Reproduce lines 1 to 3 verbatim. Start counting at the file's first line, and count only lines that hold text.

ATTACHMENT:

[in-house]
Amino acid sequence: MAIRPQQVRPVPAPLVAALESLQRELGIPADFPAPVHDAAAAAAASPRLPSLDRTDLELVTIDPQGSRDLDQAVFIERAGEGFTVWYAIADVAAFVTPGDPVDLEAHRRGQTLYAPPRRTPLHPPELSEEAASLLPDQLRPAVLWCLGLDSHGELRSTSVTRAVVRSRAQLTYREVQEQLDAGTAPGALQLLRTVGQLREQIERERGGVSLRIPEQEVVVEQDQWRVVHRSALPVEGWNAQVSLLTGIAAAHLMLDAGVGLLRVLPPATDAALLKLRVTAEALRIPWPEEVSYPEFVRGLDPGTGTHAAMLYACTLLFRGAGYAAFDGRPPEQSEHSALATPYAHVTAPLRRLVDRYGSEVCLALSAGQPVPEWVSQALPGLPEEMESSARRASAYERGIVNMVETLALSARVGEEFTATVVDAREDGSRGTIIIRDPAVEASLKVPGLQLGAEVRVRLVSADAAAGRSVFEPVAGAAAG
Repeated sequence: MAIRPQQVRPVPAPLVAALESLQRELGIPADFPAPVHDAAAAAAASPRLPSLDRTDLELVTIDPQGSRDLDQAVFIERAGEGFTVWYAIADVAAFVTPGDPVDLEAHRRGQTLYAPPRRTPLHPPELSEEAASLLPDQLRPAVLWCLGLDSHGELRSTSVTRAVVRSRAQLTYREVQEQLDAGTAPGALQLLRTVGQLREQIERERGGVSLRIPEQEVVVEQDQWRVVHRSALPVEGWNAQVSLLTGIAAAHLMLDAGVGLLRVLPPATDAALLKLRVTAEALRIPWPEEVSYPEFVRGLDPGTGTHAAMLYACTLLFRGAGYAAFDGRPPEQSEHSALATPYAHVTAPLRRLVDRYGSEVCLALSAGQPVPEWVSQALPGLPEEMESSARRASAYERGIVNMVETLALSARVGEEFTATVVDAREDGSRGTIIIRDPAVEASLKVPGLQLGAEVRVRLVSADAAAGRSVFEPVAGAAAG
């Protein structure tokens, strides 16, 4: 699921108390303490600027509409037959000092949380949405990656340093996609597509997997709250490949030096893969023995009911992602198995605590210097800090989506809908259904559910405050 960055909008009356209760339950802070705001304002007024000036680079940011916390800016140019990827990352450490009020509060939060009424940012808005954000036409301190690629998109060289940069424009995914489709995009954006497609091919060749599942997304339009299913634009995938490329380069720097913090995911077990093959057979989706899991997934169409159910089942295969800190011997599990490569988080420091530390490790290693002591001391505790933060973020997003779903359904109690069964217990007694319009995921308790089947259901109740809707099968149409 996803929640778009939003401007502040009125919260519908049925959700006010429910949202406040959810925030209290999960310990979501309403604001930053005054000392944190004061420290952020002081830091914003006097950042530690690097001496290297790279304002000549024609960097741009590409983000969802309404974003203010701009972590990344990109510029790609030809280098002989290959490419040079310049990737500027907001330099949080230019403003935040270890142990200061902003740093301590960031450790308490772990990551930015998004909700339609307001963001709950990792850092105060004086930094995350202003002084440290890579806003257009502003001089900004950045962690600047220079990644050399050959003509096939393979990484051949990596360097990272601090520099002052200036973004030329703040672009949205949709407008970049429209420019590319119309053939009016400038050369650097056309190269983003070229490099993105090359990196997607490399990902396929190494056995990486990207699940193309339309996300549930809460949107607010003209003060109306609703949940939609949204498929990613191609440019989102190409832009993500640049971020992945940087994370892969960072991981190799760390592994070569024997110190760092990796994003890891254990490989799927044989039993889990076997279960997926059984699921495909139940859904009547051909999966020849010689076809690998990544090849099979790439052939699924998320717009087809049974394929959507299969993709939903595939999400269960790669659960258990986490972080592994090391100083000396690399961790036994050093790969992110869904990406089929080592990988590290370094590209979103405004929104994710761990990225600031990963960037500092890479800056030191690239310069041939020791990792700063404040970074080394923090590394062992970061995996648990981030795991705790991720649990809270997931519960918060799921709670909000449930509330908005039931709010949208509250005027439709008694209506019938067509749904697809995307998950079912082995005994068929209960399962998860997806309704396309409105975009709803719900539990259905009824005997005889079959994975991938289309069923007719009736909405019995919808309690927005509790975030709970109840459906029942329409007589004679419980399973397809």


[in-house]
Amino acid sequence: MAIRPQQVRPVPAPLVAALESLQRELGIPADFPAPVHDAAAAAAASPRLPSLDRTDLELVTIDPQGSRDLDQAVFIERAGEGFTVWYAIADVAAFVTPGDPVDLEAHRRGQTLYAPPRRTPLHPPELSEEAASLLPDQLRPAVLWCLGLDSHGELRSTSVTRAVVRSRAQLTYREVQEQLDAGTAPGALQLLRTVGQLREQIERERGGVSLRIPEQEVVVEQDQWRVVHRSALPVEGWNAQVSLLTGIAAAHLMLDAGVGLLRVLPPATDAALLKLRVTAEALRIPWPEEVSYPEFVRGLDPGTGTHAAMLYACTLLFRGAGYAAFDGRPPEQSEHSALATPYAHVTAPLRRLVDRYGSEVCLALSAGQPVPEWVSQALPGLPEEMESSARRASAYERGIVNMVETLALSARVGEEFTATVVDAREDGSRGTIIIRDPAVEASLKVPGLQLGAEVRVRLVSADAAAGRSVFEPVAGAAAG
Repeated sequence: MAIRPQQVRPVPAPLVAALESLQRELGIPADFPAPVHDAAAAAAASPRLPSLDRTDLELVTIDPQGSRDLDQAVFIERAGEGFTVWYAIADVAAFVTPGDPVDLEAHRRGQTLYAPPRRTPLHPPELSEEAASLLPDQLRPAVLWCLGLDSHGELRSTSVTRAVVRSRAQLTYREVQEQLDAGTAPGALQLLRTVGQLREQIERERGGVSLRIPEQEVVVEQDQWRVVHRSALPVEGWNAQVSLLTGIAAAHLMLDAGVGLLRVLPPATDAALLKLRVTAEALRIPWPEEVSYPEFVRGLDPGTGTHAAMLYACTLLFRGAGYAAFDGRPPEQSEHSALATPYAHVTAPLRRLVDRYGSEVCLALSAGQPVPEWVSQALPGLPEEMESSARRASAYERGIVNMVETLALSARVGEEFTATVVDAREDGSRGTIIIRDPAVEASLKVPGLQLGAEVRVRLVSADAAAGRSVFEPVAGAAAG